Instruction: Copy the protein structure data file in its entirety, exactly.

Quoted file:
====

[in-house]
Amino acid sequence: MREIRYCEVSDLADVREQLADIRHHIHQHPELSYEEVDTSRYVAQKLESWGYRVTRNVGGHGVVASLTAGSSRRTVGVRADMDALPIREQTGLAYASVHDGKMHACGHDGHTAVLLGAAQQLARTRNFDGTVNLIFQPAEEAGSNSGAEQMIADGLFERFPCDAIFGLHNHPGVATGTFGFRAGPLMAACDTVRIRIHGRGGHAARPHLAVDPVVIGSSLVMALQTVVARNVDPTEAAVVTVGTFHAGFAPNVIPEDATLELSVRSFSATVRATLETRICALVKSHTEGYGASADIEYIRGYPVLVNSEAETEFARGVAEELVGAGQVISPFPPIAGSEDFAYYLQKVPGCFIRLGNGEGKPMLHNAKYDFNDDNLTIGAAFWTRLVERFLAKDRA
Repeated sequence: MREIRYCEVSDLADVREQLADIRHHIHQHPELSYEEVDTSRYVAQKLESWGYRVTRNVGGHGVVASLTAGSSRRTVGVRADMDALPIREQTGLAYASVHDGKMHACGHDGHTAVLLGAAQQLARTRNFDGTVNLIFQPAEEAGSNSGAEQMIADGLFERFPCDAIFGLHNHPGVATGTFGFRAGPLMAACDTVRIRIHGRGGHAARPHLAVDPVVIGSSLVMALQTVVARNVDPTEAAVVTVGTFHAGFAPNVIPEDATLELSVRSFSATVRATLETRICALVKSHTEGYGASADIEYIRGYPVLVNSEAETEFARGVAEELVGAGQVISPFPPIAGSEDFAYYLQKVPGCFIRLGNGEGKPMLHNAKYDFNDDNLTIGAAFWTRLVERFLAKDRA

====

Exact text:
[in-house]
Amino acid sequence: MREIRYCEVSDLADVREQLADIRHHIHQHPELSYEEVDTSRYVAQKLESWGYRVTRNVGGHGVVASLTAGSSRRTVGVRADMDALPIREQTGLAYASVHDGKMHACGHDGHTAVLLGAAQQLARTRNFDGTVNLIFQPAEEAGSNSGAEQMIADGLFERFPCDAIFGLHNHPGVATGTFGFRAGPLMAACDTVRIRIHGRGGHAARPHLAVDPVVIGSSLVMALQTVVARNVDPTEAAVVTVGTFHAGFAPNVIPEDATLELSVRSFSATVRATLETRICALVKSHTEGYGASADIEYIRGYPVLVNSEAETEFARGVAEELVGAGQVISPFPPIAGSEDFAYYLQKVPGCFIRLGNGEGKPMLHNAKYDFNDDNLTIGAAFWTRLVERFLAKDRA
Repeated sequence: MREIRYCEVSDLADVREQLADIRHHIHQHPELSYEEVDTSRYVAQKLESWGYRVTRNVGGHGVVASLTAGSSRRTVGVRADMDALPIREQTGLAYASVHDGKMHACGHDGHTAVLLGAAQQLARTRNFDGTVNLIFQPAEEAGSNSGAEQMIADGLFERFPCDAIFGLHNHPGVATGTFGFRAGPLMAACDTVRIRIHGRGGHAARPHLAVDPVVIGSSLVMALQTVVARNVDPTEAAVVTVGTFHAGFAPNVIPEDATLELSVRSFSATVRATLETRICALVKSHTEGYGASADIEYIRGYPVLVNSEAETEFARGVAEELVGAGQVISPFPPIAGSEDFAYYLQKVPGCFIRLGNGEGKPMLHNAKYDFNDDNLTIGAAFWTRLVERFLAKDRA